Poetry and Women’s Rituals in Ovid’s Metamorphoses
Lecture by Professor Vassiliki (Lily) Panoussi
Thursday, October 25, 2012 at 7:00pm
Griffin Hall, Rm. 6
Why does Orpheus die at the hands of Thracian maenads? What did he do to deserve being torn to pieces? How can the world’s greatest poet, the poet who overcame the shades of Hades, suffer the ultimate defeat by mortal women? These are some of the questions Professor Panoussi explores in “Mourning Orpheus.”
In this presentation, Panoussi argues that the power of poetry in Ovid’s Metamorphoses is pitted against female religious action. She suggests that Ovid examines the problem of poetic power through the lenses of religion and gender.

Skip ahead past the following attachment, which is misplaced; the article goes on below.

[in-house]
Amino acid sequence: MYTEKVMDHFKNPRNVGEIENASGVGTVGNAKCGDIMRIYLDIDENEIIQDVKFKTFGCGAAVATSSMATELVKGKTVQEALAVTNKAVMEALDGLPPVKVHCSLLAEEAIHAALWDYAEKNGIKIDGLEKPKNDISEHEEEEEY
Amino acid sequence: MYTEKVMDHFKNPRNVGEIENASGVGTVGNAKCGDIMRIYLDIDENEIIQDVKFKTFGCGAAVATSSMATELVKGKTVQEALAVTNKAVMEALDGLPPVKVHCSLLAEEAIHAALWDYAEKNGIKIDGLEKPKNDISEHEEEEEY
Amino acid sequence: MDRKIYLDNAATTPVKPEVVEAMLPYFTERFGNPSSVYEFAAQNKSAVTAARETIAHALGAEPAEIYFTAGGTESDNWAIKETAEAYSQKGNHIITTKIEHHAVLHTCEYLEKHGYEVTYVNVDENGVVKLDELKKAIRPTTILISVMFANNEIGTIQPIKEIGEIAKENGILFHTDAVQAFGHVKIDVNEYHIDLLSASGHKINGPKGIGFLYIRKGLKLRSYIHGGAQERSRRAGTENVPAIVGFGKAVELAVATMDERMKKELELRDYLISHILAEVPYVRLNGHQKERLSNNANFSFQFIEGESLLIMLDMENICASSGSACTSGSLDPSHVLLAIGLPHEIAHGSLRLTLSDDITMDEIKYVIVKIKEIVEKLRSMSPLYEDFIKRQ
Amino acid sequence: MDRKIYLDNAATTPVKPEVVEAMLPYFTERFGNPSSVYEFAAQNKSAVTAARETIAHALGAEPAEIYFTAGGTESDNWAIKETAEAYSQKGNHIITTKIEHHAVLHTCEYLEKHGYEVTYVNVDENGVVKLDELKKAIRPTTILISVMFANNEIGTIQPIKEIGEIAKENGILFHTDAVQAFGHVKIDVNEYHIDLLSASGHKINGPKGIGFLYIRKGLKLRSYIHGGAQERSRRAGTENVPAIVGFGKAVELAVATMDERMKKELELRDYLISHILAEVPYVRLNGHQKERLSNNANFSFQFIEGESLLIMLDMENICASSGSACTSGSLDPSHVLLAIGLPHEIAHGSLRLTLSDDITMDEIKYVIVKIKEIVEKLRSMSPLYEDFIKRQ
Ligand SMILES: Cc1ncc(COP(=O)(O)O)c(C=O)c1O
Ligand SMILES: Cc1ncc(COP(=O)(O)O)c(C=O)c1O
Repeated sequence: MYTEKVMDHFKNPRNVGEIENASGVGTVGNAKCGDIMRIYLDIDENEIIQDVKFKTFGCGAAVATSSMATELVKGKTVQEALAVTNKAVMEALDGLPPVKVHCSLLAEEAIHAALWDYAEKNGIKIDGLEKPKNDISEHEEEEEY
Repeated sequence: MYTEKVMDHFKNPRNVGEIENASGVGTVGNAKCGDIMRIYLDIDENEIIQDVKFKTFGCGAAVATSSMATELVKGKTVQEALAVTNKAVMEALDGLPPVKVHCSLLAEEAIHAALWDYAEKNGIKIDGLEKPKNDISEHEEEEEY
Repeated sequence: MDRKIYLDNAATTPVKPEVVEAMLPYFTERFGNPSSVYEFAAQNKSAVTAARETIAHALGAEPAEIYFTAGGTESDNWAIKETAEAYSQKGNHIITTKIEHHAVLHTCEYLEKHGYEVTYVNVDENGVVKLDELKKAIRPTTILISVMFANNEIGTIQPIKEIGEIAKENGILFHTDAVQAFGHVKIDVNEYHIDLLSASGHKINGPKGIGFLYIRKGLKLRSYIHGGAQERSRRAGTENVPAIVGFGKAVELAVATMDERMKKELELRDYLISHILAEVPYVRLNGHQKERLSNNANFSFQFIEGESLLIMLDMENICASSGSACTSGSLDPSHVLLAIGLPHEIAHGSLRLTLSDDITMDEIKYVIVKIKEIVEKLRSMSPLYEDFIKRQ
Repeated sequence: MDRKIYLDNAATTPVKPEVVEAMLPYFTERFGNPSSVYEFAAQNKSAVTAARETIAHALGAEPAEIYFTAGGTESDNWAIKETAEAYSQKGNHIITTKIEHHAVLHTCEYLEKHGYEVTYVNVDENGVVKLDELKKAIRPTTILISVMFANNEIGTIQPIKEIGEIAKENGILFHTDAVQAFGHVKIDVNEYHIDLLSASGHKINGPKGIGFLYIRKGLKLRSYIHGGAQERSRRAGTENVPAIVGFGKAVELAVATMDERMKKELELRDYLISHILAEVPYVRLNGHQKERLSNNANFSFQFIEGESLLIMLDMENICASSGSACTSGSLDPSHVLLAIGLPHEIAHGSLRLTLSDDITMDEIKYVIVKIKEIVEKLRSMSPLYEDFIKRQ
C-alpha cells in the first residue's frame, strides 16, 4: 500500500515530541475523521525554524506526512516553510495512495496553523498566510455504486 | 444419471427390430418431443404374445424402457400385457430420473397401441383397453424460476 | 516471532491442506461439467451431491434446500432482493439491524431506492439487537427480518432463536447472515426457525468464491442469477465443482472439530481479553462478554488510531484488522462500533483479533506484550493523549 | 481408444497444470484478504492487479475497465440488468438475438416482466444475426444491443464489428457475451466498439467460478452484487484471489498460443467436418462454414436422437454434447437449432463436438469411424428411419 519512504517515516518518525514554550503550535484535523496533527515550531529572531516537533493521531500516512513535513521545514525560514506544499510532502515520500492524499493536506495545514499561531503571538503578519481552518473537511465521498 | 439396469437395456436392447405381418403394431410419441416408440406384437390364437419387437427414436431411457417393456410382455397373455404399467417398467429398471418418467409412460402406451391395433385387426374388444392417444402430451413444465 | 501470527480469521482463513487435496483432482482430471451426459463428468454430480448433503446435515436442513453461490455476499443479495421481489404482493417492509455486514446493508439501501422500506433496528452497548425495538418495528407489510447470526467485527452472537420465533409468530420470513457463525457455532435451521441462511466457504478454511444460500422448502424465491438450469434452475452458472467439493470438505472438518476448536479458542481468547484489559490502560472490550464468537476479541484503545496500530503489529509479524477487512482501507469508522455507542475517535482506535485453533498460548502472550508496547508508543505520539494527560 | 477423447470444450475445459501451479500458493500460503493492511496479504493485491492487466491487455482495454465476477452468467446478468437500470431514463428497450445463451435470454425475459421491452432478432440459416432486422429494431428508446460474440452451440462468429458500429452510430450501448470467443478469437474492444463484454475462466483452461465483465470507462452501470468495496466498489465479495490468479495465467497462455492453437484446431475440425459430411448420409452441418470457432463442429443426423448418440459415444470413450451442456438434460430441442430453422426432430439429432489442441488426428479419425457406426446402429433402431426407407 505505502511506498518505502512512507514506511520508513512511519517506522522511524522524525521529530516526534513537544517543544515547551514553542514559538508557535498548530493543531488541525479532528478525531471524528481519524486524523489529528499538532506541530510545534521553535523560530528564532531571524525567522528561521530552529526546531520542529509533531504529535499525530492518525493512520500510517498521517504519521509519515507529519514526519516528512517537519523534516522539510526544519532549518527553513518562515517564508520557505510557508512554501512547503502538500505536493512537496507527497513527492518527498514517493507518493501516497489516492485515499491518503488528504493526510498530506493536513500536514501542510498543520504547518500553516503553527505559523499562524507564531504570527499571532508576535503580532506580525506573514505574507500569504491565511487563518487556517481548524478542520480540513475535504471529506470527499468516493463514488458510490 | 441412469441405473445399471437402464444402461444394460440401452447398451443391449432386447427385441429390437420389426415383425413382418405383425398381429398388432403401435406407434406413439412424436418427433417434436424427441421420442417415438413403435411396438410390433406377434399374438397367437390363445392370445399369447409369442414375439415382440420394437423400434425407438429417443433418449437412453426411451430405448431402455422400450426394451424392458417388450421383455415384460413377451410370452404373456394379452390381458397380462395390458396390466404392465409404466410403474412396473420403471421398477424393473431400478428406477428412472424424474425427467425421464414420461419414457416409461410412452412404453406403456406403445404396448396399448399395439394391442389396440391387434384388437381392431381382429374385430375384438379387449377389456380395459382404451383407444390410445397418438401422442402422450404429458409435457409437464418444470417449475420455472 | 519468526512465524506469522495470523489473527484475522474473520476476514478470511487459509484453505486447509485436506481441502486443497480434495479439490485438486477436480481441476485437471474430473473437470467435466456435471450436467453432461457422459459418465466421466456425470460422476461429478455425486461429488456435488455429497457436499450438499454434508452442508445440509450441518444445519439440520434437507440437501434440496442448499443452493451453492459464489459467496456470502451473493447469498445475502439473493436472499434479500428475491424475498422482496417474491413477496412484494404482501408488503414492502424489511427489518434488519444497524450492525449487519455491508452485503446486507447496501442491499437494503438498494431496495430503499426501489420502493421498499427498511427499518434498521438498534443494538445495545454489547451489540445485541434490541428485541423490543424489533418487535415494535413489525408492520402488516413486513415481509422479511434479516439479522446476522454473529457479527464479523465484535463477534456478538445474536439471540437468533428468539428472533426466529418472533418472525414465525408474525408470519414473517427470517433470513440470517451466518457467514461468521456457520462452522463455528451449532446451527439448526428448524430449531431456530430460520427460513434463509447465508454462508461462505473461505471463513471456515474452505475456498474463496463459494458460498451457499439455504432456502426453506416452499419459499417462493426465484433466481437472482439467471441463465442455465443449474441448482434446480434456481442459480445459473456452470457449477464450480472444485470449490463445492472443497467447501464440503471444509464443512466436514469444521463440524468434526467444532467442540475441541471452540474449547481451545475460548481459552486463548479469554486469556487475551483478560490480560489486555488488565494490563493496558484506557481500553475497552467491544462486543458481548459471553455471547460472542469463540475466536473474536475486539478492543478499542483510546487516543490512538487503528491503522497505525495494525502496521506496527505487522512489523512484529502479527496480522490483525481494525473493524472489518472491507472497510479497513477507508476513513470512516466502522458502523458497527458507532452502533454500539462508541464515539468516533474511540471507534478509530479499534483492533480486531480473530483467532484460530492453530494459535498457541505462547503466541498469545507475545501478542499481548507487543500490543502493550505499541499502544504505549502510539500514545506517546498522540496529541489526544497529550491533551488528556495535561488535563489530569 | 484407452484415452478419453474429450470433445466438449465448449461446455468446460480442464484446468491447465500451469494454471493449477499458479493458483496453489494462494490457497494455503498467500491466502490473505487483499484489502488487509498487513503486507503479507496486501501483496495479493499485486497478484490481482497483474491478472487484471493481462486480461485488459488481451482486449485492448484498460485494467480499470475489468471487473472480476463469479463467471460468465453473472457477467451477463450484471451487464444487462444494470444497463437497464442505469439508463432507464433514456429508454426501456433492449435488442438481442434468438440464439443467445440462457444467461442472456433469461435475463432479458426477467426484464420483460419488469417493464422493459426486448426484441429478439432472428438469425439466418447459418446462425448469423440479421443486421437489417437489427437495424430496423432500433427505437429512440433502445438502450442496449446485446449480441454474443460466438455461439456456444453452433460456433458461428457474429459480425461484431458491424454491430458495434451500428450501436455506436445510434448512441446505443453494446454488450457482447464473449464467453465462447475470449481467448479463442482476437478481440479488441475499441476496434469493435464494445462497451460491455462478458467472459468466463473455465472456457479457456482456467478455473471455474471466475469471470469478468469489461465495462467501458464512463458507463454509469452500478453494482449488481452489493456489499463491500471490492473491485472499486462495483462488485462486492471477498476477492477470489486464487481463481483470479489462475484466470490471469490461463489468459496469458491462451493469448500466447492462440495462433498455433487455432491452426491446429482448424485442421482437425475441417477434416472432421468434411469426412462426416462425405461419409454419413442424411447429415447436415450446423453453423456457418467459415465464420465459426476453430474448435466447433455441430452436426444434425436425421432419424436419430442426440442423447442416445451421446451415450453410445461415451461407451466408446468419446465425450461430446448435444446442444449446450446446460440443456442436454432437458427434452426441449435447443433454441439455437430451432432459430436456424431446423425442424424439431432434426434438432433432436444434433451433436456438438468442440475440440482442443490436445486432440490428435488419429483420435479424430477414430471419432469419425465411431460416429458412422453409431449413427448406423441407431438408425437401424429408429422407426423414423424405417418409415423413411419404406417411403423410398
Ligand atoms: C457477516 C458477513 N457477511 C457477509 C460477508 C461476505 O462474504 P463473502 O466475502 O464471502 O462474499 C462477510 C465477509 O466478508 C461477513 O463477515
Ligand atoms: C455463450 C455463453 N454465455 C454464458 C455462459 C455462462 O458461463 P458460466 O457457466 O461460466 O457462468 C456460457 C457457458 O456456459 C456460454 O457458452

Vassiliki (Lily) Panoussi is the Robert and Sara Boyd Distinguished Associate Professor of Classics at The College of William & Mary. Professor Panoussi’s research focuses on Latin Literature of the Late Republic and early Empire, and on Vergil in particular. She is also interested in the study of women and gender in antiquity and in Greco-Roman religion. Her book Greek Tragedy in Vergil’s Aeneid: Ritual, Empire, and Intertext was published by Cambridge University Press (2009). She has taught a range of courses on Greek and Roman literature and culture and all levels of Greek and Latin. She is currently at work on a book project on women’s religious experiences in Roman Literature.